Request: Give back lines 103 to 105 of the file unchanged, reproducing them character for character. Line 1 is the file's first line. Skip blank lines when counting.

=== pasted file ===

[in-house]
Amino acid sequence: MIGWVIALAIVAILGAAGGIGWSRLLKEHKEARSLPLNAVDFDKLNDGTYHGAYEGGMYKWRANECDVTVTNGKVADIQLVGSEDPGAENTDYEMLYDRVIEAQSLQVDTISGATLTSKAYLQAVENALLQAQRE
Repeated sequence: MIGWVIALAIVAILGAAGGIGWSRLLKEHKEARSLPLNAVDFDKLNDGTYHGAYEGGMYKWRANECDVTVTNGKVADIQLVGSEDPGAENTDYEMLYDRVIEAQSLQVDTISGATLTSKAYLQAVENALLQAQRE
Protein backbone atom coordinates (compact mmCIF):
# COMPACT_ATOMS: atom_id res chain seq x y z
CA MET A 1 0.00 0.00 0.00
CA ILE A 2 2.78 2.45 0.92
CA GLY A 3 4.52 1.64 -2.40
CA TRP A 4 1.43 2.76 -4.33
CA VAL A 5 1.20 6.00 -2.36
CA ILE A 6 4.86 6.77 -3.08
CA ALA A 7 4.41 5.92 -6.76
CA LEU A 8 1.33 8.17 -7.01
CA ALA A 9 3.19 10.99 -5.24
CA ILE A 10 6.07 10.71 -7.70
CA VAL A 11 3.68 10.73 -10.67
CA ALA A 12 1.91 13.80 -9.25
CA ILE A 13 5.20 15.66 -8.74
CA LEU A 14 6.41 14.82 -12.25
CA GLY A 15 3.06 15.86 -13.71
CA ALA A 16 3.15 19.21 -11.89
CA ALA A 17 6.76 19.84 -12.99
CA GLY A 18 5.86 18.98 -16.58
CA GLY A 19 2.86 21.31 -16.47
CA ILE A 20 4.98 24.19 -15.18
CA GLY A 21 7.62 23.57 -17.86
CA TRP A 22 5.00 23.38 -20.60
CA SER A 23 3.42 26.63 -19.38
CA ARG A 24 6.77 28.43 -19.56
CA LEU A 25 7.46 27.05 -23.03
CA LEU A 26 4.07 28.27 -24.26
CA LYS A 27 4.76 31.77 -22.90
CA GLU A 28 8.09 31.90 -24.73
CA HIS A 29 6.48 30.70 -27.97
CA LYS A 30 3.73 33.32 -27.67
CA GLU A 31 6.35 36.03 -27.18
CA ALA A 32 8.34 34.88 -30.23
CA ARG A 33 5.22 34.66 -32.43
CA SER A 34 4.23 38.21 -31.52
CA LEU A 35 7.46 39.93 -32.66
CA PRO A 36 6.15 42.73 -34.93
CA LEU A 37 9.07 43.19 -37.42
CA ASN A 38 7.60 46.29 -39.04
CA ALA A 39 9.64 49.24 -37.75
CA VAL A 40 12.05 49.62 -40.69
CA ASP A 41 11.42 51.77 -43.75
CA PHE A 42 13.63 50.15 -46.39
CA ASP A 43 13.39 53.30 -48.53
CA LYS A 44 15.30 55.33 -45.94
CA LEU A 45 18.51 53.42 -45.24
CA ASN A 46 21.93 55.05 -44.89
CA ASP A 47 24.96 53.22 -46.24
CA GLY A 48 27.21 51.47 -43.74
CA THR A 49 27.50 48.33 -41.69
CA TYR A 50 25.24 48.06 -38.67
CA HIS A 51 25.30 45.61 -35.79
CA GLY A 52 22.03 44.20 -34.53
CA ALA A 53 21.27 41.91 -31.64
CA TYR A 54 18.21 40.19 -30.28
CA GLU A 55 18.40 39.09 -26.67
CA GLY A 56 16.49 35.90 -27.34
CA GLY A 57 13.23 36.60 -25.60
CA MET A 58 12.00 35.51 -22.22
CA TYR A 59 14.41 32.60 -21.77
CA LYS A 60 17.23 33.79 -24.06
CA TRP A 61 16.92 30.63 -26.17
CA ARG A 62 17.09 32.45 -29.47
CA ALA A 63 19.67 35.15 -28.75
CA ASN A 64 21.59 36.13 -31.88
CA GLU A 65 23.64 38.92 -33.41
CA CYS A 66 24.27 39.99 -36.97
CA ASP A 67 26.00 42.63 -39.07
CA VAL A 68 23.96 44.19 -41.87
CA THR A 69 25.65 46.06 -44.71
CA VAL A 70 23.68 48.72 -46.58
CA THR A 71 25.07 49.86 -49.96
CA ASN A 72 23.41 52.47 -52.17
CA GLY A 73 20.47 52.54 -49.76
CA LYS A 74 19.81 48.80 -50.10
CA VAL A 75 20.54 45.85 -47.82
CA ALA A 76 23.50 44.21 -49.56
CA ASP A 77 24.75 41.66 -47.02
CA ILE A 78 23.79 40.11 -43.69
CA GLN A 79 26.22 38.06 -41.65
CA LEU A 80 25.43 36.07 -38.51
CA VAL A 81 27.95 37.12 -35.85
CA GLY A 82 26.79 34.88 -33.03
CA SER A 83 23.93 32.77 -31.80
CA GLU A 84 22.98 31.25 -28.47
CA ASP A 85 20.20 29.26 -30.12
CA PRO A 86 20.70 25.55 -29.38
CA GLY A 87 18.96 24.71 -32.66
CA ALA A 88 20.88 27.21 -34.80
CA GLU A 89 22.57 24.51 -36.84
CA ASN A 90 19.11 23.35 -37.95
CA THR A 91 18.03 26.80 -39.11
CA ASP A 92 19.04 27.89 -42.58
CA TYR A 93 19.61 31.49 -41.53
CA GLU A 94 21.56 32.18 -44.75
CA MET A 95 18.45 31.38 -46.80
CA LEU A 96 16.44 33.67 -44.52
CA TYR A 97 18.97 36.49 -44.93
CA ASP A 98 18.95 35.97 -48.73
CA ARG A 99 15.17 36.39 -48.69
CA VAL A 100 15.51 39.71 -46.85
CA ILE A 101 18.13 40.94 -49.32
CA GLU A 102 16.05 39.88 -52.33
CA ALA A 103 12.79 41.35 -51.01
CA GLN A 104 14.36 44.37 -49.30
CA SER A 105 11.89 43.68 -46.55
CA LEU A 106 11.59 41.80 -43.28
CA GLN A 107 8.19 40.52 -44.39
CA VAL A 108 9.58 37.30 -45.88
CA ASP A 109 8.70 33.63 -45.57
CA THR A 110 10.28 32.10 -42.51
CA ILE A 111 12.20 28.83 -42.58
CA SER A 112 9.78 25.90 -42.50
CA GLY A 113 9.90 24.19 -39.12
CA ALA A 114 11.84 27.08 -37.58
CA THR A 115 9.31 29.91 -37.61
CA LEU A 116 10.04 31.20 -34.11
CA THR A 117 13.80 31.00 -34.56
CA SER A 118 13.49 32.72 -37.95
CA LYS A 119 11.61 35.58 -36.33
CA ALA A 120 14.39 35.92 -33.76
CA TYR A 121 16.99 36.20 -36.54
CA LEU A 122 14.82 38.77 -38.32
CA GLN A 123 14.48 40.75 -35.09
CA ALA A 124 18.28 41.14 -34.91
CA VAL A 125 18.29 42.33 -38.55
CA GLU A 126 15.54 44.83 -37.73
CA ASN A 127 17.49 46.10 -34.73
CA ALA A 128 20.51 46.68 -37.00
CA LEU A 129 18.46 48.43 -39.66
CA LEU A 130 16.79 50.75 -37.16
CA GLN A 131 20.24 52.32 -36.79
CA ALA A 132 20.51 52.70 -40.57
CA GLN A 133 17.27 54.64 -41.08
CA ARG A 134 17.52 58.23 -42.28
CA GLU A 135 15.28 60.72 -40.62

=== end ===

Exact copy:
CA ASP A 98 18.95 35.97 -48.73
CA ARG A 99 15.17 36.39 -48.69
CA VAL A 100 15.51 39.71 -46.85